The Uranium Mine Feasibility Calculator mentioned above allows to include such "unforeseeable" additional cleanup costs and to check their impact on the projects overall feasibility - if the proponent actually would have to bear these costs...

But, even after reclamation of a site has been successfully completed, there permanently continue to arise costs for long-term surveillance and maintenance. For this purpose, the company has to pay an amount into a long-term surveillance and maintenance bond that is sufficient to cover regular surveillance and maintenance work from the interest of that capital (typically assumed at 1% per year in the long term, and ignoring any financial crashs that might occur...).

Monitoring of environmental impacts during mine construction

Dust and noise are of major concern during this phase.


Phase 5: Commissioning

During the commissioning phase, all material flows, processes, and circuits are tested and optimized.

The optimization of the uranium recovery in the milling process usually presents the greatest challenge, as actual recovery rates tend to turn out much lower than anticipated from laboratory tests. On the other hand, the recovery rate directly affects the feasibility and profitability of the whole project and is the major parameter that can be influenced by the operator, once construction is completed. Shareholders thus watch the recovery rate like a hawk.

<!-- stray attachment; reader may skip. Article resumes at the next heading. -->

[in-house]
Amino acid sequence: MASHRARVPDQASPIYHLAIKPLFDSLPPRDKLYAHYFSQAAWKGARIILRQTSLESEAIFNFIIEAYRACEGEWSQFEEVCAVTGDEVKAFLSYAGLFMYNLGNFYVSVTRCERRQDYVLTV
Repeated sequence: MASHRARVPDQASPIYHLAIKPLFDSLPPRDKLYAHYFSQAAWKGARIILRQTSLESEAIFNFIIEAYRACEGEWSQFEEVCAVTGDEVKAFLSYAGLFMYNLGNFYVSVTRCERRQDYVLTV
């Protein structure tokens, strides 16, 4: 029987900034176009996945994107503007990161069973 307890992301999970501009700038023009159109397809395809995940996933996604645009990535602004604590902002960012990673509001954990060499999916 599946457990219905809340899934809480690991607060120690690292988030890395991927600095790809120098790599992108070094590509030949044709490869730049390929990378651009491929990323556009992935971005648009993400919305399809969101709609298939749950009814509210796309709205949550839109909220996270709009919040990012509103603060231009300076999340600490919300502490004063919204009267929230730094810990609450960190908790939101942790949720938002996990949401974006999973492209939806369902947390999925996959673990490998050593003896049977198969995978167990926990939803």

Phase 6: Operation

Operation of a uranium mine comprises:

Operating licenses for the mine and the mill and various other licenses are required. Mine and mill may be regulated by different authorities, such as in the USA, for example.

The mine and mill operation requires a reliable supply of electricity, water, and process chemicals. Where such supplies are not easily obtainable, they may also be produced on-site or nearby in facilities, such as diesel generators, seawater desalination plants, and sulfuric acid plants, respectively.

Monitoring of the impacts of mine and mill operation




Phase 7: Decommissioning

Decommissioning plan

The following issues have to be resolved in a decommissioning plan:

Typical groundwater restoration strategies include:

The activities described in the decommissioning plan must be realized in due time after the closure of the mine.

All decommissioning work must be paid for by the previous operator of the mine, or by a reclamation bond (see above), in case the former operator no longer exists.


Phase 8: Long-Term Surveillance and Maintenance

Long-term surveillance and maintenance shall insure that any damage to the disposal cell is detected and repaired in due time, and that the hazards posed by the site won't exceed acceptable levels.

The cost for these activities must be paid for by a long-term surveillance and maintenance bond (see above).

As the lifetime of any company usually is rather limited, the government has to assume the responsibility of a site, once it has been properly decommissioned.


1. HELP!   Someone wants to mine uranium in my backyard!   (FAQ)
2. The phases of a uranium mining project
3. The regulatory framework required for uranium mining
4. Existing regulations for uranium mining

HOME   WISE Uranium Project   >   Mining & Milling   >